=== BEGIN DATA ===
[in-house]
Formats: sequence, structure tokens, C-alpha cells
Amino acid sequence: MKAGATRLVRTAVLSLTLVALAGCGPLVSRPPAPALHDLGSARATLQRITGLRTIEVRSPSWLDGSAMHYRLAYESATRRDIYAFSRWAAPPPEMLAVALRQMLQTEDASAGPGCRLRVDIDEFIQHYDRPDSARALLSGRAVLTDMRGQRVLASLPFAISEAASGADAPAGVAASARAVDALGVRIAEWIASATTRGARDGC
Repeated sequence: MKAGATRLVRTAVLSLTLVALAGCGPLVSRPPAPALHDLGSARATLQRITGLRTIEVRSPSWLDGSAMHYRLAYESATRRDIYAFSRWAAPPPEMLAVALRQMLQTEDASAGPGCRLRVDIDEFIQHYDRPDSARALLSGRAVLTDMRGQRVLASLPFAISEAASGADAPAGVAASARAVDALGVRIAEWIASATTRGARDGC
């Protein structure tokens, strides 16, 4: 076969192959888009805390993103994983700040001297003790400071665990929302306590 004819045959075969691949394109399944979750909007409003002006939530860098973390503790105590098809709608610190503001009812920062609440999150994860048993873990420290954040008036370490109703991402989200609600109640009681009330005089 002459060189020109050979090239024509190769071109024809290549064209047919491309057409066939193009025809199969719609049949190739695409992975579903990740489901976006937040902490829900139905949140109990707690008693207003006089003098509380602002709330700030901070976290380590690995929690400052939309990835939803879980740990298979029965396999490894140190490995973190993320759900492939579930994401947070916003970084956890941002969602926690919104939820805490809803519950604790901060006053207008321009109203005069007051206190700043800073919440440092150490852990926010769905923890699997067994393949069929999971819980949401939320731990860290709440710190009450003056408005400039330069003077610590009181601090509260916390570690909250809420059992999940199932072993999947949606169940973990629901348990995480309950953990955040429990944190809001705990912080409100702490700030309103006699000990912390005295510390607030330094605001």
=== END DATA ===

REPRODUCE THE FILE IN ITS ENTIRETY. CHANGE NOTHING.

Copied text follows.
[in-house]
Formats: sequence, structure tokens, C-alpha cells
Amino acid sequence: MKAGATRLVRTAVLSLTLVALAGCGPLVSRPPAPALHDLGSARATLQRITGLRTIEVRSPSWLDGSAMHYRLAYESATRRDIYAFSRWAAPPPEMLAVALRQMLQTEDASAGPGCRLRVDIDEFIQHYDRPDSARALLSGRAVLTDMRGQRVLASLPFAISEAASGADAPAGVAASARAVDALGVRIAEWIASATTRGARDGC
Repeated sequence: MKAGATRLVRTAVLSLTLVALAGCGPLVSRPPAPALHDLGSARATLQRITGLRTIEVRSPSWLDGSAMHYRLAYESATRRDIYAFSRWAAPPPEMLAVALRQMLQTEDASAGPGCRLRVDIDEFIQHYDRPDSARALLSGRAVLTDMRGQRVLASLPFAISEAASGADAPAGVAASARAVDALGVRIAEWIASATTRGARDGC
């Protein structure tokens, strides 16, 4: 076969192959888009805390993103994983700040001297003790400071665990929302306590 004819045959075969691949394109399944979750909007409003002006939530860098973390503790105590098809709608610190503001009812920062609440999150994860048993873990420290954040008036370490109703991402989200609600109640009681009330005089 002459060189020109050979090239024509190769071109024809290549064209047919491309057409066939193009025809199969719609049949190739695409992975579903990740489901976006937040902490829900139905949140109990707690008693207003006089003098509380602002709330700030901070976290380590690995929690400052939309990835939803879980740990298979029965396999490894140190490995973190993320759900492939579930994401947070916003970084956890941002969602926690919104939820805490809803519950604790901060006053207008321009109203005069007051206190700043800073919440440092150490852990926010769905923890699997067994393949069929999971819980949401939320731990860290709440710190009450003056408005400039330069003077610590009181601090509260916390570690909250809420059992999940199932072993999947949606169940973990629901348990995480309950953990955040429990944190809001705990912080409100702490700030309103006699000990912390005295510390607030330094605001």